The Wise Cracks Blog by Dan Otter



The Real March Madness: Choosing and Paying for College

My wife and I are super proud of our daughter, Lily. She applied to and got into 9 colleges. I applied to and got into exactly one college: San Diego State University. It was the best five years of my life. I miss it everyday. But I digress. Our daughter should be super proud of my wife and I because we have been diligently socking away money in a 529. In fact, Lily will have $100,000 available for college. That is a huge number in my opinion.

Lily is a pretty good student at a pretty challenging public charter school. We are thrilled with her educational options: American University, Arizona University, Clark University (outside of Boston), Saint Mary’s (northern California), Seattle University, Southwestern University (outside of Austin), University of Denver (for some reason known as DU), University of New Mexico (where I currently teach), and Western Washington University.

Her so called “dream school” was American University. I say was because the dream died when she got to page three of her acceptance letter and learned that financial support would amount to the option to take out a $5,000 loan. Doesn’t the institution remember I was a lowly adjunct there for three years back in the early 2000s? So much for loyalty. American has an annual cost of just north of $60,000. (Note all financial figures mentioned here are for 2016 and include all costs associated with attendance). They say AU has a “great” reputation, especially for Lily’s area of interest (International Studies). But is that reputation worth $140,000 in loans for an undergraduate degree? I don’t think so and neither did Lily. It was much the same with Arizona, Clark and DU. Basically our daughter would be looking at about $100,000 to $120,000 in student loan debt for attending these schools. Again, this is after the $100,000 we are contributing.

Ruling out these four schools has left five in her college bracket: Saint Mary’s, Seattle University, Southwestern University, University of New Mexico (a.k.a. UNM), and Western Washington University. The first three of these schools all offered financial support ranging from $14,000 to $18,000 annually. Lily could leave these schools with anywhere from $88,000 to $40,000 in debt (at today’s prices; it’s reasonable to believe costs will rise in years two through four). At $35,000 annually, Western Washington University is the most affordable out-of-state school. As of this writing (March 2016) we are waiting to hear if she will get any financial support WWU.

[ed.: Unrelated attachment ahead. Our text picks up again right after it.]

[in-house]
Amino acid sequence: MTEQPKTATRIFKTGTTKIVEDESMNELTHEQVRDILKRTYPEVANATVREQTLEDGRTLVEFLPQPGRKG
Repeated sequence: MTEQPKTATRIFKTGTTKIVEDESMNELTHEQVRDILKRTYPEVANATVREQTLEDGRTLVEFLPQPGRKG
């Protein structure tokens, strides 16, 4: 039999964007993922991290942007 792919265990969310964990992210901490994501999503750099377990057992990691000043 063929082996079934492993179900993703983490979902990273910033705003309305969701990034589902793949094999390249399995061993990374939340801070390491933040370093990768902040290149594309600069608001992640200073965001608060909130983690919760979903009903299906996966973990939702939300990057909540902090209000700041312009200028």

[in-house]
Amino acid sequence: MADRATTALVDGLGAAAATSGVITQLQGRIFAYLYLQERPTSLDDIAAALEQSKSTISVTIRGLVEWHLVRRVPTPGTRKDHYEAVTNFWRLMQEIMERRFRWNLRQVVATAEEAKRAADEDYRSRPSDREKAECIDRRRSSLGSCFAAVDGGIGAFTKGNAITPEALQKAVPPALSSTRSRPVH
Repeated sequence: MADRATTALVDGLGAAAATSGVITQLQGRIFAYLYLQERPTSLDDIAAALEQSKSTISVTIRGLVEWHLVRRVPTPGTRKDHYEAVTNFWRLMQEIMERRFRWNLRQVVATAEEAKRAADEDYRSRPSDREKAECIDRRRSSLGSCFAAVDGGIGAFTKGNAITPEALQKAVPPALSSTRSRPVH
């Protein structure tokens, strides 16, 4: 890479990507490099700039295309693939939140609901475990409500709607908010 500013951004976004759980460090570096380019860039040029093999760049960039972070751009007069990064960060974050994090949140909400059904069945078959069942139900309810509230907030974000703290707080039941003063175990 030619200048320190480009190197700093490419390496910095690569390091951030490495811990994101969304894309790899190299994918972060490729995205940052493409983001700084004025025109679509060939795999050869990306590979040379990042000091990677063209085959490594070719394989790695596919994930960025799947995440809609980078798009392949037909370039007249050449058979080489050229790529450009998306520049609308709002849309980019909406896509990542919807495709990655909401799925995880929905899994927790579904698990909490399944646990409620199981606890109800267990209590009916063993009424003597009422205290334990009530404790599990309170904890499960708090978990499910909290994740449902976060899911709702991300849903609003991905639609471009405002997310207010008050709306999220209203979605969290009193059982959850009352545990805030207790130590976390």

As a resident of New Mexico, UNM has a very generous in-state tuition cost through something known as the Lottery Scholarship. Lily could attend UNM, live on campus, and could graduate with $50,000 to $60,000 left over for graduate school. Until a week ago, Seattle University was in the lead by about 6 points over Western Washington University and UNM. Then my wife sat down with Lily, and using an online calculator, shared what her monthly debt would be at various schools. Suddenly, UNM (a.k.a. University Near Mom) was not looking too bad. I am pretty conflicted. I am a big proponent of new experiences. I think we grow by traveling and living in other places. I’ve been fortunate to have lived in Buffalo, NY; Bedford, England; Yorba Linda, CA; San Diego, CA; Corona, CA; Washington, D.C.; Anaheim Hills, CA; Bethesda, MD; and Albuquerque, NM. Each of these places have contributed enormously to my life view. I wouldn’t trade any of those living experiences (though I would trade some of my real estate decisions). Lily did spend seven weeks last summer living in the Dominican Republic as part of the Amigos de las Americas volunteer program. She has also visited England. I like UNM and think students can have a terrific experience there. It’s a big, diverse school with a lot of educational options. Plus, they have a robust overseas program so she could study overseas for a full year.

Next week Lily and I travel to Seattle University and Western Washington University. She will need to make a decision by May 1. I’ll report back here and on the Teach and Retire Rich podcast I host along with planner Scott Dauenhauer, CFP. On a related note he and I interviewed Lynn O'Shaughnessy of the College Solution Blog, a website designed to help parents and students navigate applying to and paying for college (episodes 19 and 20). Her advice is wise and real. Lets just say she doesn’t buy into U.S. News and World Report rankings. And she abhors the debt so many families are racking up. Anyway, the clock is ticking…